America’s shrinking middle class: A close look at changes within metropolitan areas – The middle class lost ground in nearly nine-in-ten U.S. citiesPosted by Jim at Tuesday, June 07, 2016
11 May 2016 (Pew Research Center) – The American middle class is losing ground in metropolitan areas across the country, affecting communities from Boston to Seattle and from Dallas to Milwaukee. From 2000 to 2014 the share of adults living in middle-income households fell in 203 of the 229 U.S. metropolitan areas examined in a new Pew Research Center analysis of government data. The decrease in the middle-class share was often substantial, measuring 6 percentage points or more in 53 metropolitan areas, compared with a 4-point drop nationally.
The shrinking of the middle class at the national level, to the point where it may no longer be the economic majority in the U.S., was documented in an earlier analysis by the Pew Research Center. The changes at the metropolitan level, the subject of this in-depth look at the American middle class, demonstrate that the national trend is the result of widespread declines in localities all around the country.
This report encompasses 229 of the 381 “metropolitan statistical areas” as defined by the federal government. That is the maximum number of areas that could be identified in the Census Bureau data used for the analysis and for which data are available for both 2000 and 2014 (an accompanying text box provides more detail).1 Together, these areas accounted for 76% of the nation’s population in 2014.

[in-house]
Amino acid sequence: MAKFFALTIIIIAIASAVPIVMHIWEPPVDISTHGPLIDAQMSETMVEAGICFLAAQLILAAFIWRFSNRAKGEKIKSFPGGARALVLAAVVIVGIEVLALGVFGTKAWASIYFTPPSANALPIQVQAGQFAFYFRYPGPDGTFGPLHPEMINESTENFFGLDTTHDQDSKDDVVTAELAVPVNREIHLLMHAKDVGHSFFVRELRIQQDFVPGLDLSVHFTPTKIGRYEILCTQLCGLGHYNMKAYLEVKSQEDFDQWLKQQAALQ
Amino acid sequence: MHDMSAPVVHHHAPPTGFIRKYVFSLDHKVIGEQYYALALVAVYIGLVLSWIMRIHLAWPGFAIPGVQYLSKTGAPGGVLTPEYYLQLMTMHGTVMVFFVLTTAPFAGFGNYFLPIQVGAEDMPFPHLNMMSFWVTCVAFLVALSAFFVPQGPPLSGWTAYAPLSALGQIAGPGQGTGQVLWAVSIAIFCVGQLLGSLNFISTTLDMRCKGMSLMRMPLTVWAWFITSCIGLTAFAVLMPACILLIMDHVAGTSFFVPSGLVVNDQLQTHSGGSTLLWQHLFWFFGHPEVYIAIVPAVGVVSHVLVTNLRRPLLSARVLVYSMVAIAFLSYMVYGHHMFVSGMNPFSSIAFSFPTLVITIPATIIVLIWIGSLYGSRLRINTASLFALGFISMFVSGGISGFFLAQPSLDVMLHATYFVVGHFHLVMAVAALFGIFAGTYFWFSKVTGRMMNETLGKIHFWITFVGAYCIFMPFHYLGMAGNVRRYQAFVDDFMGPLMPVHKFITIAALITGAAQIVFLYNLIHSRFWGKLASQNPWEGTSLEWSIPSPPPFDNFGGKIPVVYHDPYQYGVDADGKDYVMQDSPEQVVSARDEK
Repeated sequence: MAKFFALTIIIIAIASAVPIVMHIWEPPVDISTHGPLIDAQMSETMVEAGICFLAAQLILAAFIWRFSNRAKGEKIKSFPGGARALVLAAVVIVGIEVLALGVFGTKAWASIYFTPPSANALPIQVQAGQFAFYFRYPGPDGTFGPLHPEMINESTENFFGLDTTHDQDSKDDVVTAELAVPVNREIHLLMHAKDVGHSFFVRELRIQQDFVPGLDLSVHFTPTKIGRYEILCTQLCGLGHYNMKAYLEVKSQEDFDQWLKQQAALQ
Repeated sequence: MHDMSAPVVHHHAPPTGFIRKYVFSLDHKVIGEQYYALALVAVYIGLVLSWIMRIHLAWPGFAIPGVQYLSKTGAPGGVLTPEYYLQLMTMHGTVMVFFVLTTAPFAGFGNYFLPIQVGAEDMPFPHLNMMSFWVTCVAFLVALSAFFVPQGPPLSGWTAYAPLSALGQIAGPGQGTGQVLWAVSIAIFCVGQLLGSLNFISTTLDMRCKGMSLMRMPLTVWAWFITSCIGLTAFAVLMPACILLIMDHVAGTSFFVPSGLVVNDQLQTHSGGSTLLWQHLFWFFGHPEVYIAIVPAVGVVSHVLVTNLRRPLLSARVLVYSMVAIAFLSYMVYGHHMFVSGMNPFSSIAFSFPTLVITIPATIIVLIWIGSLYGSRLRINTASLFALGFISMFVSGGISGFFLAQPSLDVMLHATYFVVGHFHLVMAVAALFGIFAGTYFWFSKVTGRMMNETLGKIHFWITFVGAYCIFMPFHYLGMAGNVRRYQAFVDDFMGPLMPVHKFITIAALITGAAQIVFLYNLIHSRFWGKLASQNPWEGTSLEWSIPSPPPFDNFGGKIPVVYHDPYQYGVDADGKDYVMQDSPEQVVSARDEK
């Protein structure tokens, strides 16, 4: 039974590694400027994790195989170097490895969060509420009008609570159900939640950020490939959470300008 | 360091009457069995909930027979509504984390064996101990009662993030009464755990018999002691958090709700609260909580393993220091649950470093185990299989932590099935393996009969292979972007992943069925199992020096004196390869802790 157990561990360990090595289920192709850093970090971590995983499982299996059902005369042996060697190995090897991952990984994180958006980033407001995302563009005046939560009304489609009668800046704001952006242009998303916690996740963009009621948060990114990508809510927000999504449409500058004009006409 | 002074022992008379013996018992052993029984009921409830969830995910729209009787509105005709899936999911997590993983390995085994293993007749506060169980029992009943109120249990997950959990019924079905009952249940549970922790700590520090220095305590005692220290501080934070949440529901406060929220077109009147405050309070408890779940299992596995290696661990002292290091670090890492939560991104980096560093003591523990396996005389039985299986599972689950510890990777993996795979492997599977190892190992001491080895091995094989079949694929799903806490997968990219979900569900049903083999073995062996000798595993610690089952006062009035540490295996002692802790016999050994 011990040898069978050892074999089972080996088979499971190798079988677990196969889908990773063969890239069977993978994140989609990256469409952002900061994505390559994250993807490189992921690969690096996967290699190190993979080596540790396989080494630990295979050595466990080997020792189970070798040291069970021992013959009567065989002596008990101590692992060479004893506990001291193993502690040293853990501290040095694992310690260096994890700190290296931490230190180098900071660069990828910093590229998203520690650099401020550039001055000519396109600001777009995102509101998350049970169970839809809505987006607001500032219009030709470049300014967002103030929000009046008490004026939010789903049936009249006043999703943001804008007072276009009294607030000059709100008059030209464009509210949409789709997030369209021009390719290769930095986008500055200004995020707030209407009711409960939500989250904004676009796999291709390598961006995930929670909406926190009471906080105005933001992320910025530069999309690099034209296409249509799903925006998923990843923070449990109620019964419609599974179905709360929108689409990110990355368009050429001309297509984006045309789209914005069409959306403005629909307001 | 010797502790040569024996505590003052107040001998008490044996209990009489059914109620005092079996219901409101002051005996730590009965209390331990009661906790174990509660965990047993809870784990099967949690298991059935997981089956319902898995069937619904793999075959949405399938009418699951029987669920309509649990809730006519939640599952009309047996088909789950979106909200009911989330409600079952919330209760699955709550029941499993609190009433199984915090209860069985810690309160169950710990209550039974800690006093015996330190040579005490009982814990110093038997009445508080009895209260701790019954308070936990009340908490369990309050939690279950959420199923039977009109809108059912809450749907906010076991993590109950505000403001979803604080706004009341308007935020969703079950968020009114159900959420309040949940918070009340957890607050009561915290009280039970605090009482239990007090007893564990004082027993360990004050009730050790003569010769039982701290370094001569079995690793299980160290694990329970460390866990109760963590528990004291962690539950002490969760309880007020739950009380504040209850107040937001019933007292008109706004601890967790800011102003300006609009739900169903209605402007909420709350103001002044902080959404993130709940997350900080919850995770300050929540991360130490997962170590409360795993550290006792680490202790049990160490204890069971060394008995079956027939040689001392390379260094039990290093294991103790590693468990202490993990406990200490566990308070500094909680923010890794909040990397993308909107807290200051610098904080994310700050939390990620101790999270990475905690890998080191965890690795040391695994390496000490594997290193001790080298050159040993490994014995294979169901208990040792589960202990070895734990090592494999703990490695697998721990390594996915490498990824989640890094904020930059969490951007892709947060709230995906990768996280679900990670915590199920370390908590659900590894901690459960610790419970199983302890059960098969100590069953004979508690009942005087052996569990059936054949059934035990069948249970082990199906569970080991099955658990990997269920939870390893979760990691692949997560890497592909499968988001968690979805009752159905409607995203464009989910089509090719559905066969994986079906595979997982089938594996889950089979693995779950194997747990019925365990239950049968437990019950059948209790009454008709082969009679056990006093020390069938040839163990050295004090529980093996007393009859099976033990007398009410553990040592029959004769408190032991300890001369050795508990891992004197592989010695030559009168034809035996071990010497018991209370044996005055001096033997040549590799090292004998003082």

With relatively fewer Americans in the middle-income tier, the economic tiers above and below have grown in significance over time. The share of adults in upper-income households increased in 172 of the 229 metropolitan areas, even as the share of adults in lower-income households rose in 160 metropolitan areas from 2000 to 2014. The shifting economic fortunes of localities were not an either/or proposition: Some 108 metropolitan areas experienced growth in both the lower- and upper-income tiers.
The possibility that a shrinking of the middle class may signal a movement into either the lower-income tier or the upper-income tier is exemplified by the experiences of Goldsboro, NC, and Midland, TX—one community buffeted by broader economic forces and the other buttressed by them.
In Goldsboro—an old railroad junction town and home to Seymour Johnson Air Force Base—the share of adults who are middle income fell from 60% in 2000 to 48% in 2014, or by 12 percentage points. This was one of the greatest decreases among the 229 metropolitan areas analyzed. It was also an unambiguous signal of economic loss as the share of adults in lower-income households in Goldsboro increased sharply, from 27% in 2000 to 41% in 2014.
But in Midland—an energy-based economy that benefited from the rise in oil prices from 2000 to 2014—the shrinking middle class was a sign of financial gains. The share of adults in middle-income households in Midland decreased from 53% in 2000 to 43% in 2014, the fourth-largest drop in the nation. But this was accompanied by rapid growth in the share of adults in upper-income households in Midland, which doubled from 18% in 2000 to 37% in 2014.2